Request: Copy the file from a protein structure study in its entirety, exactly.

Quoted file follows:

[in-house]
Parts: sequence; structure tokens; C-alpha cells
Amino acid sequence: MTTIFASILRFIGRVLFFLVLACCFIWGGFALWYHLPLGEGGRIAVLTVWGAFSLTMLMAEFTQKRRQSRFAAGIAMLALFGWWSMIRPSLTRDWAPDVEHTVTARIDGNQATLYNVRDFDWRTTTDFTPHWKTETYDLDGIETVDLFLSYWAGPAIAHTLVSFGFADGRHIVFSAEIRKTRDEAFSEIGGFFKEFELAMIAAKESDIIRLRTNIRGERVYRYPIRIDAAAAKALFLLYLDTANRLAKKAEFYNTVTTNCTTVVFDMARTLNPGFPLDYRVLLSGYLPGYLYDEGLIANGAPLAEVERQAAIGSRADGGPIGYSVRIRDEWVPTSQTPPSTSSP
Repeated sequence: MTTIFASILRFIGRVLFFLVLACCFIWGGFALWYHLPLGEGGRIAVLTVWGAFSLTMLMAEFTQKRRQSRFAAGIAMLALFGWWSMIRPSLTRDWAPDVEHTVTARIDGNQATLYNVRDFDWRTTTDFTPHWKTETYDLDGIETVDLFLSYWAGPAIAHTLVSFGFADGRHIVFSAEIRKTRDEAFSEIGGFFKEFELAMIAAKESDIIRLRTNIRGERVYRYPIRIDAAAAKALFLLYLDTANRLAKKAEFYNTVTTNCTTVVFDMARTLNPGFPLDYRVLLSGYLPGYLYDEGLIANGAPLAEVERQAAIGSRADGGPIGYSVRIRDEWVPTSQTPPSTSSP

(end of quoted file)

[in-house]
Parts: sequence; structure tokens; C-alpha cells
Amino acid sequence: MTTIFASILRFIGRVLFFLVLACCFIWGGFALWYHLPLGEGGRIAVLTVWGAFSLTMLMAEFTQKRRQSRFAAGIAMLALFGWWSMIRPSLTRDWAPDVEHTVTARIDGNQATLYNVRDFDWRTTTDFTPHWKTETYDLDGIETVDLFLSYWAGPAIAHTLVSFGFADGRHIVFSAEIRKTRDEAFSEIGGFFKEFELAMIAAKESDIIRLRTNIRGERVYRYPIRIDAAAAKALFLLYLDTANRLAKKAEFYNTVTTNCTTVVFDMARTLNPGFPLDYRVLLSGYLPGYLYDEGLIANGAPLAEVERQAAIGSRADGGPIGYSVRIRDEWVPTSQTPPSTSSP
Repeated sequence: MTTIFASILRFIGRVLFFLVLACCFIWGGFALWYHLPLGEGGRIAVLTVWGAFSLTMLMAEFTQKRRQSRFAAGIAMLALFGWWSMIRPSLTRDWAPDVEHTVTARIDGNQATLYNVRDFDWRTTTDFTPHWKTETYDLDGIETVDLFLSYWAGPAIAHTLVSFGFADGRHIVFSAEIRKTRDEAFSEIGGFFKEFELAMIAAKESDIIRLRTNIRGERVYRYPIRIDAAAAKALFLLYLDTANRLAKKAEFYNTVTTNCTTVVFDMARTLNPGFPLDYRVLLSGYLPGYLYDEGLIANGAPLAEVERQAAIGSRADGGPIGYSVRIRDEWVPTSQTPPSTSSP